On 31 August 2011, the Bangkok Post reported that True Move officially launched its commercial 3G service on 30 August 2011 by declaring a “3G war”. Suphachai Chearavanont, True Corporation’s chief executive, said that True Move plans to become the market leader in wireless broadband, eyeing at least a one-third market share in the next 3-5 years. Mr. Suphachai was reported as being confident that the group’s deal with CAT on 3G co-marketing contracts complies with the law. However, if the contracts are judged illegal, True will use legal channels to ask for fairness.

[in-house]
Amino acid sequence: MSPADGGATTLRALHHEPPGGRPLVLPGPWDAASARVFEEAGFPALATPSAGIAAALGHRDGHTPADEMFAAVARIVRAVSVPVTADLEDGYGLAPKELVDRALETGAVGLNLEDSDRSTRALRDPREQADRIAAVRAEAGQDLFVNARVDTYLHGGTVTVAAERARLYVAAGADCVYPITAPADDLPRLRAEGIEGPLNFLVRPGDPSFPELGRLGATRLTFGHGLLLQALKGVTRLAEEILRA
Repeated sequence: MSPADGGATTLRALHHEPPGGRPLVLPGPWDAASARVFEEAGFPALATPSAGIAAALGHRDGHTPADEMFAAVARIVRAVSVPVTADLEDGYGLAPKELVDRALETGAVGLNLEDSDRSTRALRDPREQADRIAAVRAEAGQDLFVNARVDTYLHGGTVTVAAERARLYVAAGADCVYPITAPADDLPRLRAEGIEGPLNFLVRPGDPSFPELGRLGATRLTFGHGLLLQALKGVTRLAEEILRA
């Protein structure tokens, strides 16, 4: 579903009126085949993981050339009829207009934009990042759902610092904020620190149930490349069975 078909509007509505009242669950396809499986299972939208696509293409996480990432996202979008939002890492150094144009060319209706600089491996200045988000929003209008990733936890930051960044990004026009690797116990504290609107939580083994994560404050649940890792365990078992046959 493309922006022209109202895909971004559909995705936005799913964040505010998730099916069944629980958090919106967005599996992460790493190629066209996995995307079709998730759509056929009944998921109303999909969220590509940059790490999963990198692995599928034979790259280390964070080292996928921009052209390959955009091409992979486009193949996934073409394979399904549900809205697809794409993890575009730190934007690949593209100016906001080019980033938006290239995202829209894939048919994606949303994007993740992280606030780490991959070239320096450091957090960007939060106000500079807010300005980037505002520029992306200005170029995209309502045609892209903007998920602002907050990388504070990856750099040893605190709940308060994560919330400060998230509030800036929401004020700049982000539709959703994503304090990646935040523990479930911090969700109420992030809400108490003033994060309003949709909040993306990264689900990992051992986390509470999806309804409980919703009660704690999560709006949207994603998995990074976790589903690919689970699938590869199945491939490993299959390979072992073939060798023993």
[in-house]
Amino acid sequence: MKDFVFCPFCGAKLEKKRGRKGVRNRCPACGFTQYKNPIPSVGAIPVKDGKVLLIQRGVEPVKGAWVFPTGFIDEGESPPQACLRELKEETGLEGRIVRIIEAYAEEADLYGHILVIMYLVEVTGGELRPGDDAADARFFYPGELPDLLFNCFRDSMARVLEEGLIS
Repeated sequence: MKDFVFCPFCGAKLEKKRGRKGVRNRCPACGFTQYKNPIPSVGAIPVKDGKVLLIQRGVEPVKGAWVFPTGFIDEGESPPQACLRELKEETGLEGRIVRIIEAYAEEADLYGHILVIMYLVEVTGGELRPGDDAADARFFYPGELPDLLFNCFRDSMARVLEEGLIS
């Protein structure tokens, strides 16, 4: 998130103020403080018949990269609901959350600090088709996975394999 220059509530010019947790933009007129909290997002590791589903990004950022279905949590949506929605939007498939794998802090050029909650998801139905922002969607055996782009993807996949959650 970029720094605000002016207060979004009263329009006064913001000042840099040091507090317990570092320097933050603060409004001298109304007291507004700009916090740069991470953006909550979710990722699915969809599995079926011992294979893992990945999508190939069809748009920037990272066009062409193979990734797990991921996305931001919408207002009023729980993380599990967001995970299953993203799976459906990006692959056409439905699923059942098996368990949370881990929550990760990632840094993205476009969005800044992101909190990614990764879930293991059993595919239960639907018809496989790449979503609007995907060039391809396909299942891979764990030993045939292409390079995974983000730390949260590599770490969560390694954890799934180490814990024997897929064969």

The Norwegian company, Telenor, which is the major shareholder of DTAC, was reported in the Bangkok Post on 24 August 2011 as supporting DTAC to proceed with its commercial 3G service without waiting for its concession owner’s approval. “Nobody can stop us. CAT Telecom cannot do anything with us (DTAC) now,” said Sigve Brekke, executive vice-president of the Telenor Group.
DTAC was earlier reported as relying on a usage licence issued by the National Broadcasting and Telecommunications Commission (NTBC), as clearing the way for its commercial 3G service, but on 30 August 2011, the NBTC issued a controversial notification restricting “foreign domination” over telecommunications businesses – which could adversely impact DTAC and AIS.
On 5 September 2011, the Senate appointed 11 members to the NBTC, after which the Department of Special Investigation (DSI) announced that it would be continuing with its probe into the NBTC selection process.